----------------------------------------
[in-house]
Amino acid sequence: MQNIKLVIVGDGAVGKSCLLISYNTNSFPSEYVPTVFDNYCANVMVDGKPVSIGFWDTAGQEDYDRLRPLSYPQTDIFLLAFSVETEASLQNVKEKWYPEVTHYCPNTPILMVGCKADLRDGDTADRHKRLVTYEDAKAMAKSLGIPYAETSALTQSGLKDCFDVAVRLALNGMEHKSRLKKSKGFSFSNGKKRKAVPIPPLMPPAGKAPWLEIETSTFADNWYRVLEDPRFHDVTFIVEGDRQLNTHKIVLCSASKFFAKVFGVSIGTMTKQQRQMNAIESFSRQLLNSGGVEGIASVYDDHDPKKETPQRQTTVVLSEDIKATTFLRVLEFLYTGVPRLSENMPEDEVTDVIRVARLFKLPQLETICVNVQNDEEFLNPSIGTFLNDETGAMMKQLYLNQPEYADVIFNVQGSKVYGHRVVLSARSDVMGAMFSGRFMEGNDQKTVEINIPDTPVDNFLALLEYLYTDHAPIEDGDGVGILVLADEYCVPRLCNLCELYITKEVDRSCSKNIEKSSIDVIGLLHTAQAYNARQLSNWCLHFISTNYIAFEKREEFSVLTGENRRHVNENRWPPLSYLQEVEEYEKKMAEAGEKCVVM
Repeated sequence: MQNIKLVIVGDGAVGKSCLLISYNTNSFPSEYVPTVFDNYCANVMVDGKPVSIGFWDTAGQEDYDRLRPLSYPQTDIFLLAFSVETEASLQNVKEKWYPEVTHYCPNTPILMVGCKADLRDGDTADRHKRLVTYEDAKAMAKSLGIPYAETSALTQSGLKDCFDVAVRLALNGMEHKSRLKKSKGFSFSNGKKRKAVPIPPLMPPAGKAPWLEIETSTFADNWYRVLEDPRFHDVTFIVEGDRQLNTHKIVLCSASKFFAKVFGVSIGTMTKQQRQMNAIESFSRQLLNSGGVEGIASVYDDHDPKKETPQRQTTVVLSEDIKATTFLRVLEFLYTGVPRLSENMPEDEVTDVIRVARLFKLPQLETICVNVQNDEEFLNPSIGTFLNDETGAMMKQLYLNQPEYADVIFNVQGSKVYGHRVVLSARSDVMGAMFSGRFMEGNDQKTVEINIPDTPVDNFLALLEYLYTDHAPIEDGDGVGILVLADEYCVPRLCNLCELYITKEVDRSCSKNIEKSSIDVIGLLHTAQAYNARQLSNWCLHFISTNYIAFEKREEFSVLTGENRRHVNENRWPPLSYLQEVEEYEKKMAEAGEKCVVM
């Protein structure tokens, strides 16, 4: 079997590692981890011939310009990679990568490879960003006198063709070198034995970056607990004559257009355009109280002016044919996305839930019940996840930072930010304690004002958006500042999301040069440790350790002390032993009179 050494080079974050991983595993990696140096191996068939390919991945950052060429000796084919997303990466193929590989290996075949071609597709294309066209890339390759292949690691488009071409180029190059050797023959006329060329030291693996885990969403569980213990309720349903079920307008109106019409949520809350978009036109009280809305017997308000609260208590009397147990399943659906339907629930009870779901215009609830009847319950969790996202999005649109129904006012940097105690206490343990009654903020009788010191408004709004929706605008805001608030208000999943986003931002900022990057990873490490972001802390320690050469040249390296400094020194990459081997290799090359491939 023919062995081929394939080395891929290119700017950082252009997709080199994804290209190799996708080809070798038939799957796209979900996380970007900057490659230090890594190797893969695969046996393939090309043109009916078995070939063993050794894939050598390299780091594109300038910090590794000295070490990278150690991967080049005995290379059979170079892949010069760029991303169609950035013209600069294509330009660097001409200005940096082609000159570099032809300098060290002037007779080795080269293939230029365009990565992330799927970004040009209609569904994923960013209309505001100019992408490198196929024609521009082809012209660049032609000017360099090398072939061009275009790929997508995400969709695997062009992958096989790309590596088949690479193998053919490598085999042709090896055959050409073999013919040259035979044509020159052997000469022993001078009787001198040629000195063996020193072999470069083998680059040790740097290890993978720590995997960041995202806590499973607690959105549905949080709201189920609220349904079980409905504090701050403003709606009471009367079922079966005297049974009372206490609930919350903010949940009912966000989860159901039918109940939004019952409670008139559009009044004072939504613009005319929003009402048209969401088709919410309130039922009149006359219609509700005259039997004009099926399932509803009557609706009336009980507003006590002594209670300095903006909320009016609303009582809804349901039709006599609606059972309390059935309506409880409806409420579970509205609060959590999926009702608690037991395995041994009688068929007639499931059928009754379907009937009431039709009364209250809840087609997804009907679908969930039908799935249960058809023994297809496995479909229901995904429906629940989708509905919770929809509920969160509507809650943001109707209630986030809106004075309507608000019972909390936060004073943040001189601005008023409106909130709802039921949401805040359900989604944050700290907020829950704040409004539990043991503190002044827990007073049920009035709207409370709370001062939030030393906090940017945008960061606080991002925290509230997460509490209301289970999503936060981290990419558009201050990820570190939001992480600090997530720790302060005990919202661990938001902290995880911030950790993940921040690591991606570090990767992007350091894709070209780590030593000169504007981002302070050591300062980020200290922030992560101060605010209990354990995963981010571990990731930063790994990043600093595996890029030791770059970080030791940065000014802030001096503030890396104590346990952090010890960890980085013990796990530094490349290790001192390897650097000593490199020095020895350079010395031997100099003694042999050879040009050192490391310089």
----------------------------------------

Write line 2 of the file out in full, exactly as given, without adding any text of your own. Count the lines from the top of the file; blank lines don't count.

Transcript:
Amino acid sequence: MQNIKLVIVGDGAVGKSCLLISYNTNSFPSEYVPTVFDNYCANVMVDGKPVSIGFWDTAGQEDYDRLRPLSYPQTDIFLLAFSVETEASLQNVKEKWYPEVTHYCPNTPILMVGCKADLRDGDTADRHKRLVTYEDAKAMAKSLGIPYAETSALTQSGLKDCFDVAVRLALNGMEHKSRLKKSKGFSFSNGKKRKAVPIPPLMPPAGKAPWLEIETSTFADNWYRVLEDPRFHDVTFIVEGDRQLNTHKIVLCSASKFFAKVFGVSIGTMTKQQRQMNAIESFSRQLLNSGGVEGIASVYDDHDPKKETPQRQTTVVLSEDIKATTFLRVLEFLYTGVPRLSENMPEDEVTDVIRVARLFKLPQLETICVNVQNDEEFLNPSIGTFLNDETGAMMKQLYLNQPEYADVIFNVQGSKVYGHRVVLSARSDVMGAMFSGRFMEGNDQKTVEINIPDTPVDNFLALLEYLYTDHAPIEDGDGVGILVLADEYCVPRLCNLCELYITKEVDRSCSKNIEKSSIDVIGLLHTAQAYNARQLSNWCLHFISTNYIAFEKREEFSVLTGENRRHVNENRWPPLSYLQEVEEYEKKMAEAGEKCVVM